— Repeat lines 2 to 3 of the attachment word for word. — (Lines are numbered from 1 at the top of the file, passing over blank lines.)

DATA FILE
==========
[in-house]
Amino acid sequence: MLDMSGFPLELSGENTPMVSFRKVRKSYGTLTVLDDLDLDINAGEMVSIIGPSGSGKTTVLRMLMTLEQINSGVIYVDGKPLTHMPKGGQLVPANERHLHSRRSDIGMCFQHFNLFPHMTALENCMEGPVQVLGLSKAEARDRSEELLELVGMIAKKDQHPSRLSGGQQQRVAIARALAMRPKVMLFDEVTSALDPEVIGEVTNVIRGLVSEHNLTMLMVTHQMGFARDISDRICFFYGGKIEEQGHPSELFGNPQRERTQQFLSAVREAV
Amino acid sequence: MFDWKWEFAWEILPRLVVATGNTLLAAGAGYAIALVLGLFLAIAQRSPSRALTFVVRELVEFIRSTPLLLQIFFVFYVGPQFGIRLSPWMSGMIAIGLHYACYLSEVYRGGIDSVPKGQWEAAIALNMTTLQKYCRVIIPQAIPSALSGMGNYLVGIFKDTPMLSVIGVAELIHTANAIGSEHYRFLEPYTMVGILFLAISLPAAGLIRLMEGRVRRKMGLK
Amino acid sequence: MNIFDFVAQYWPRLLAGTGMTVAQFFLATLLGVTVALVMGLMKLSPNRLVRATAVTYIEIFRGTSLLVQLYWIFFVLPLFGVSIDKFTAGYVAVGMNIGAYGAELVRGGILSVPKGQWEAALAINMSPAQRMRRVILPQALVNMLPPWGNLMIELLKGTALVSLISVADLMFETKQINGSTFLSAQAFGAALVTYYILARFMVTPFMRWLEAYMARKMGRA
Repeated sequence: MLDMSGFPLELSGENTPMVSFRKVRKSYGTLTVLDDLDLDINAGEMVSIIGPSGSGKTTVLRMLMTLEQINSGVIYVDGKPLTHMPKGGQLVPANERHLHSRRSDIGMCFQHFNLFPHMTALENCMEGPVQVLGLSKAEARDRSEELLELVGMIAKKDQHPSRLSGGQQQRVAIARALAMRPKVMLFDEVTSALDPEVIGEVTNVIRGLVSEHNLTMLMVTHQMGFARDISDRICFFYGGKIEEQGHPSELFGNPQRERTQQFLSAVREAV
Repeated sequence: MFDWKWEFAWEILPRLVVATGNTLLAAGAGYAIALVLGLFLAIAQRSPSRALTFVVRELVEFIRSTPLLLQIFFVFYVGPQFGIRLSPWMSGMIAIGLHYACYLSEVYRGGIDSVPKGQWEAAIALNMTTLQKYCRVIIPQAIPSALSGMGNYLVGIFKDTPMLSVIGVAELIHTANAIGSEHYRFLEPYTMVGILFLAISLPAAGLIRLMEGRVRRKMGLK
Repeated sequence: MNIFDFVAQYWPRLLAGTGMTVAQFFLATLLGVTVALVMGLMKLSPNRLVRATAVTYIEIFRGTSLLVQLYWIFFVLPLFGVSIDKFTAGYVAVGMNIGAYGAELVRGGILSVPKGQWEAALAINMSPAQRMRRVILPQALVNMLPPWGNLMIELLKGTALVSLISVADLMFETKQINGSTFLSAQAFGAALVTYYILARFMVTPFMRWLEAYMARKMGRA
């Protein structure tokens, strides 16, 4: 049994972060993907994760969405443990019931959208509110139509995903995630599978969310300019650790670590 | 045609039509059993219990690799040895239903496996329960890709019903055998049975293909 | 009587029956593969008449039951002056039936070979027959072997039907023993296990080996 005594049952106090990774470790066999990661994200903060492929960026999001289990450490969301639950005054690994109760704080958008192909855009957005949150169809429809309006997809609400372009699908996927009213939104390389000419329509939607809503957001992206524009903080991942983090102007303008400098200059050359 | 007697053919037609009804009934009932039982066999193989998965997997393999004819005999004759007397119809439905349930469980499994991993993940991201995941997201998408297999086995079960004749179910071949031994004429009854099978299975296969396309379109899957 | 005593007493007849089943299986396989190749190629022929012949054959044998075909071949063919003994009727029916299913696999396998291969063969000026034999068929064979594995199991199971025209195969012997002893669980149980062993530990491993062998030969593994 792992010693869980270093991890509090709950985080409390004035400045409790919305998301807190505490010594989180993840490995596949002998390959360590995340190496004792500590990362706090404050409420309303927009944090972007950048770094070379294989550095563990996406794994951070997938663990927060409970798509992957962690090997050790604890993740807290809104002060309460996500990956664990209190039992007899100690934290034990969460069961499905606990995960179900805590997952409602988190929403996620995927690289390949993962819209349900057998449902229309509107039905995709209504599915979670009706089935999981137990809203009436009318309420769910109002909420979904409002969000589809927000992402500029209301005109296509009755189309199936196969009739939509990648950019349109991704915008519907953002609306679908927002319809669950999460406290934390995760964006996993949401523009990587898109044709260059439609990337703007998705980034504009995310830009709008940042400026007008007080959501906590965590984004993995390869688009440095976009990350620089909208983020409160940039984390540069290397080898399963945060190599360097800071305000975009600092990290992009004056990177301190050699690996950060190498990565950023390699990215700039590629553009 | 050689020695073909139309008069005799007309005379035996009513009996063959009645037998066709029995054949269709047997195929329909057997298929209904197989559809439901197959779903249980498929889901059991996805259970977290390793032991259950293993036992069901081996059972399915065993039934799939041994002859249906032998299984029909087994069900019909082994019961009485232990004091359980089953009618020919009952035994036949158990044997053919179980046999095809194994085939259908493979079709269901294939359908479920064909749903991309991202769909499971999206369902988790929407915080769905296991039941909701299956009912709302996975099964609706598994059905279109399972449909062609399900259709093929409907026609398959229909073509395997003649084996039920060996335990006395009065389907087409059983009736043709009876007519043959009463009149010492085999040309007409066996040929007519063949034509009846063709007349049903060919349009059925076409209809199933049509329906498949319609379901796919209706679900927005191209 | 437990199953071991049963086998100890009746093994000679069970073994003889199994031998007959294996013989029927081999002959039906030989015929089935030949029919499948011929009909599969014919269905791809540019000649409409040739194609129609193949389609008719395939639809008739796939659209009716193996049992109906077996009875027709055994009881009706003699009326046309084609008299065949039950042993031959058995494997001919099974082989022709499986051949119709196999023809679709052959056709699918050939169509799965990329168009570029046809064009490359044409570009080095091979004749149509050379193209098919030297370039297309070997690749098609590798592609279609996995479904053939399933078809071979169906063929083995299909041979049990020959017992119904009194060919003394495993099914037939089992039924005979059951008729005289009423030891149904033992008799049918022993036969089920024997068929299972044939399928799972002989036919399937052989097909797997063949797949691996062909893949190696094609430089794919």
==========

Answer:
Amino acid sequence: MLDMSGFPLELSGENTPMVSFRKVRKSYGTLTVLDDLDLDINAGEMVSIIGPSGSGKTTVLRMLMTLEQINSGVIYVDGKPLTHMPKGGQLVPANERHLHSRRSDIGMCFQHFNLFPHMTALENCMEGPVQVLGLSKAEARDRSEELLELVGMIAKKDQHPSRLSGGQQQRVAIARALAMRPKVMLFDEVTSALDPEVIGEVTNVIRGLVSEHNLTMLMVTHQMGFARDISDRICFFYGGKIEEQGHPSELFGNPQRERTQQFLSAVREAV
Amino acid sequence: MFDWKWEFAWEILPRLVVATGNTLLAAGAGYAIALVLGLFLAIAQRSPSRALTFVVRELVEFIRSTPLLLQIFFVFYVGPQFGIRLSPWMSGMIAIGLHYACYLSEVYRGGIDSVPKGQWEAAIALNMTTLQKYCRVIIPQAIPSALSGMGNYLVGIFKDTPMLSVIGVAELIHTANAIGSEHYRFLEPYTMVGILFLAISLPAAGLIRLMEGRVRRKMGLK